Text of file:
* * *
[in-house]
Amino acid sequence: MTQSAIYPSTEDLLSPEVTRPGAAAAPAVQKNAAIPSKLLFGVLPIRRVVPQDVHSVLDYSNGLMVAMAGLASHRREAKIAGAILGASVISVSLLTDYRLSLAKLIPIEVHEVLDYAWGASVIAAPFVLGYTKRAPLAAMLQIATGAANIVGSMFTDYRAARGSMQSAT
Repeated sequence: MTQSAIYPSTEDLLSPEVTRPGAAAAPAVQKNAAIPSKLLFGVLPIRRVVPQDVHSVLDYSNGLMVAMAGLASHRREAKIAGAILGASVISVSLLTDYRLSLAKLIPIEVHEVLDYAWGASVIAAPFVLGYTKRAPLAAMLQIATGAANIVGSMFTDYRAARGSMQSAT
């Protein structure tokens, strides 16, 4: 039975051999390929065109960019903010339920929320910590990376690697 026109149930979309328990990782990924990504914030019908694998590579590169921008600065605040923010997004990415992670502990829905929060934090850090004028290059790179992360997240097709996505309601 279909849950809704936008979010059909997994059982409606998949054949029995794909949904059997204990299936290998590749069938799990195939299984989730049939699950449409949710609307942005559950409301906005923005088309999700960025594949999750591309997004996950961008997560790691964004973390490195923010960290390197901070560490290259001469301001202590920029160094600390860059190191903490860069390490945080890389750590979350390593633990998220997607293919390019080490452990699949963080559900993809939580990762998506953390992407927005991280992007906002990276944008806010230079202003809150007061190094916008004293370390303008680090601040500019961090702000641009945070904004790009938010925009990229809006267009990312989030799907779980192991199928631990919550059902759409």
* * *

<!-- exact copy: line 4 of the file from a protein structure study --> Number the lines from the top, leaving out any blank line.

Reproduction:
């Protein structure tokens, strides 16, 4: 039975051999390929065109960019903010339920929320910590990376690697 026109149930979309328990990782990924990504914030019908694998590579590169921008600065605040923010997004990415992670502990829905929060934090850090004028290059790179992360997240097709996505309601 279909849950809704936008979010059909997994059982409606998949054949029995794909949904059997204990299936290998590749069938799990195939299984989730049939699950449409949710609307942005559950409301906005923005088309999700960025594949999750591309997004996950961008997560790691964004973390490195923010960290390197901070560490290259001469301001202590920029160094600390860059190191903490860069390490945080890389750590979350390593633990998220997607293919390019080490452990699949963080559900993809939580990762998506953390992407927005991280992007906002990276944008806010230079202003809150007061190094916008004293370390303008680090601040500019961090702000641009945070904004790009938010925009990229809006267009990312989030799907779980192991199928631990919550059902759409």